As far as speed is concerned, there is (or at least should be) a sweet spot, or what is now in racing games called a blue line, an optimal path through the levels. In stun runners tubes it would be on the outside, where a pendulum would swing if you were truly racing around the corners. The stars in the first levels are placed on that line to train you where you should be on the track for maximum speed. In the flat areas only the walls slow you down, and I don't think anything slows you down while boosting. The problem you *may* be having with S.T.U.N. Runner (if there is not a bug) is that the controls are touchy and you really can be harshly penalized for climbing too high up the walls. I put a lot of work into the centrifugal sweet spot aspect, if I didn't then the star placement painstakingly reproduced from the coin op wouldn't work.

 

I'm sorry to report I'm pretty sure you do have a bug, then. I played the Lynx and the Arcade versions extensively (though I never did finish the Ultimate Challenge in the arcade, can't remember on the Lynx). You can maintain top speed on the Lynx by simply staying put on the bottom-most polygon, even around the sharpest corners - that became my strategy as I got better at the game (even on the training stage). I remember discovering that it was during the time when your ship straddled two polygons - whichever two they may be - that you lost the most speed. (I remember testing hanging onto an inside wall on a corner, but I don't remember the outcome). I also remember going back to the arcade and testing whether it was true there (staying on the bottom), and it definately was not.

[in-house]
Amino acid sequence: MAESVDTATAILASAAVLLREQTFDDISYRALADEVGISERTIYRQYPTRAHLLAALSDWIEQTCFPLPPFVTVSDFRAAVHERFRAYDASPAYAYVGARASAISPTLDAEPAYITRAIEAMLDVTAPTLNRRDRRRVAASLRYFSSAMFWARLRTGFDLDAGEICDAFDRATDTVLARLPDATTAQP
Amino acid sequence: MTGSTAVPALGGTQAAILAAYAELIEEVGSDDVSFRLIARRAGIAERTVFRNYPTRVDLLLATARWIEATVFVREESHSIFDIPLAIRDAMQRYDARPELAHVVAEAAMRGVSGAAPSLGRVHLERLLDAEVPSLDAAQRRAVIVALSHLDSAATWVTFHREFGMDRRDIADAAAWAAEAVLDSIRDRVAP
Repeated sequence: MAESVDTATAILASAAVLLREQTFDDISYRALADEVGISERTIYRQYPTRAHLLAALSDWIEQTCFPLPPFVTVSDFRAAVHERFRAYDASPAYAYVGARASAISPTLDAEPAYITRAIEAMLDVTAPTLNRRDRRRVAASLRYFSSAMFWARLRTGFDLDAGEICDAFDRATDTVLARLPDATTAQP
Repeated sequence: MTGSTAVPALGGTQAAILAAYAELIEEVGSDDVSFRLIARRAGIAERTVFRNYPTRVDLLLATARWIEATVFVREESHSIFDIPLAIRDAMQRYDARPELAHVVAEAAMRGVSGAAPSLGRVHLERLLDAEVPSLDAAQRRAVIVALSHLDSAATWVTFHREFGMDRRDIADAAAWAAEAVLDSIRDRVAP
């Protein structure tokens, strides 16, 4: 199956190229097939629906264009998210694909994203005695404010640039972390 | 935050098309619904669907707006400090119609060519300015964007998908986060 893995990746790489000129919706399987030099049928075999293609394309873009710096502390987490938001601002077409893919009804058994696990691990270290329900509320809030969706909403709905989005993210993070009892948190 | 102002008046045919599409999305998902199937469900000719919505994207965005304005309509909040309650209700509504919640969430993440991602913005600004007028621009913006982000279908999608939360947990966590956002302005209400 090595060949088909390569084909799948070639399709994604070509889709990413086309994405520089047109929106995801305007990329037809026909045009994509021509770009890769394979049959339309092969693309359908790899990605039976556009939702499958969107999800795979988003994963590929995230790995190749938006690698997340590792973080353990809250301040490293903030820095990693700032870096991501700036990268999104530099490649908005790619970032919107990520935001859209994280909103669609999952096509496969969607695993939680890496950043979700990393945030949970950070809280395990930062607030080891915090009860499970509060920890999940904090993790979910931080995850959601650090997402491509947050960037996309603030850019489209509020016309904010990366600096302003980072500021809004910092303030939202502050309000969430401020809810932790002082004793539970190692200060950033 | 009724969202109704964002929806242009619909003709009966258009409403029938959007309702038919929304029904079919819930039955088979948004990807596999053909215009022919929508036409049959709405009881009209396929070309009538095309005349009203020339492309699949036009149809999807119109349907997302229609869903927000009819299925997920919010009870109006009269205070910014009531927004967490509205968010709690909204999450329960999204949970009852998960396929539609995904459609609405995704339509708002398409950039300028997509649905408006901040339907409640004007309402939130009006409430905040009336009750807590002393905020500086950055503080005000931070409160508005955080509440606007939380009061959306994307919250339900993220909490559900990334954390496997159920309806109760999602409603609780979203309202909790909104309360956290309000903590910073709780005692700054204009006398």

That'll be fixed in the next release, right? ;) hehe. I suppose to be fair it's time to boot it up again and refresh my memory. ;)

 

Despite this very minor issue, it was an outstanding port and one of the show-pieces for the Lynx. Most of the arcade ports really shone on that machine, and was a part of why I loved it. Thank you for helping to waste many of my hours! ;)

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Bug or not, I took it as a gaming tip tonight and indeed I came farther than on my average races! Normally I run out off time (and consequently, continues) after 6 or seven laps at most... now not obeying "the outer lanes are faster in turns" announcement, I find indeed a progress. I´ll try again.

 

S.T.U.N. Runner and Roadblasters are both wonderful on the Lynx, graphic- and gameplay-wise. Thank you!